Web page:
European Union leaders want NATO and the United States to lead efforts to keep the conflict in the Serbian province of Kosovo from spreading into an all-out war.
During a second day of security talks Tuesday among European Union defense and foreign ministers, German Defense Minister Volker Ruehe said Kosovo was a crisis the EU could not handle alone."We need the Americans," he said.
Luis Maria de Puig of Spain urged the ministers to consider intervening, but his appeal was expected to go nowhere. Many EU governments want NATO to remain the key European security provider.
The U.S.-led NATO alliance in Brussels will issue options to contain the crisis in the next two weeks. Options include sending observers to Kosovo or neighboring Albania, imposing a no-fly zone, beefing up Albania's military and police forces or staging small maneuvers of NATO and Albanian troops.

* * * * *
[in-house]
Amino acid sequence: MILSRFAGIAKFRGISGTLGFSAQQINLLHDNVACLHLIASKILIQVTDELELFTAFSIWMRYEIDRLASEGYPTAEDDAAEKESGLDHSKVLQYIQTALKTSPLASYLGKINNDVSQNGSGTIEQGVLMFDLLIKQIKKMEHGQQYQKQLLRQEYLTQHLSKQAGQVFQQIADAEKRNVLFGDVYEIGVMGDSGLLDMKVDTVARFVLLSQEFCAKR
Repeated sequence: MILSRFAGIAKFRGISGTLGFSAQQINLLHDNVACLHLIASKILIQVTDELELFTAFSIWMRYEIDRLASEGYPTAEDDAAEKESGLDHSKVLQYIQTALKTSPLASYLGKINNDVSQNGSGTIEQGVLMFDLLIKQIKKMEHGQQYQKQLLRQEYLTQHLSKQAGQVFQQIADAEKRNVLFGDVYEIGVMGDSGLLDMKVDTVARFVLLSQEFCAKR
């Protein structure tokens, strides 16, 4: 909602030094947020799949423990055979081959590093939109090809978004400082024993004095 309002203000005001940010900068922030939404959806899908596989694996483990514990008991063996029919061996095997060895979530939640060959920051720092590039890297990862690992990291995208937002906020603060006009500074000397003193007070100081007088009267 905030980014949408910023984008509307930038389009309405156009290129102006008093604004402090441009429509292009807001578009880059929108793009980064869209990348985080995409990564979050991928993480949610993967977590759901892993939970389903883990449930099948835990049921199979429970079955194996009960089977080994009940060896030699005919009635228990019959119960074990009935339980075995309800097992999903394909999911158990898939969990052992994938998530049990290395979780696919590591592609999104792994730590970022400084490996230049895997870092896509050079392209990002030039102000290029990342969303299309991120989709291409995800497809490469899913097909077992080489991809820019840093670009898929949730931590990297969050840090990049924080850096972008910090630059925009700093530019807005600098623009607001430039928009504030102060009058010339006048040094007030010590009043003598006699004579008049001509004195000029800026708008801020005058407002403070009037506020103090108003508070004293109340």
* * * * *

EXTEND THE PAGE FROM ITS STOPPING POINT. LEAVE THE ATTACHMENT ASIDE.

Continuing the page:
NATO Secretary-General Javier Solana said, "We have not ruled out any possibility if the situation deteriorates."
More than 150 people have died in Kosovo since March 1 in fighting between Serb and Albanian forces. Ethnic Albanians, who comprise 90 percent of the population, want independence from Serbia.
The top international mediator in Bosnia, Carlos Westendorp, said NATO peacekeepers may eventually be called on to respond to all-out fighting in Kosovo and warned of a refugee crisis.
Meanwhile, efforts to bolster the Western European Union - the EU's embryonic defense arm - remained frustrated.
"What we have is a signal from a WEU which does not know which way to turn," said Dutch Foreign Minister Hans van Mierlo, echoing criticism that EU waffling was to blame for recent Balkans unrest.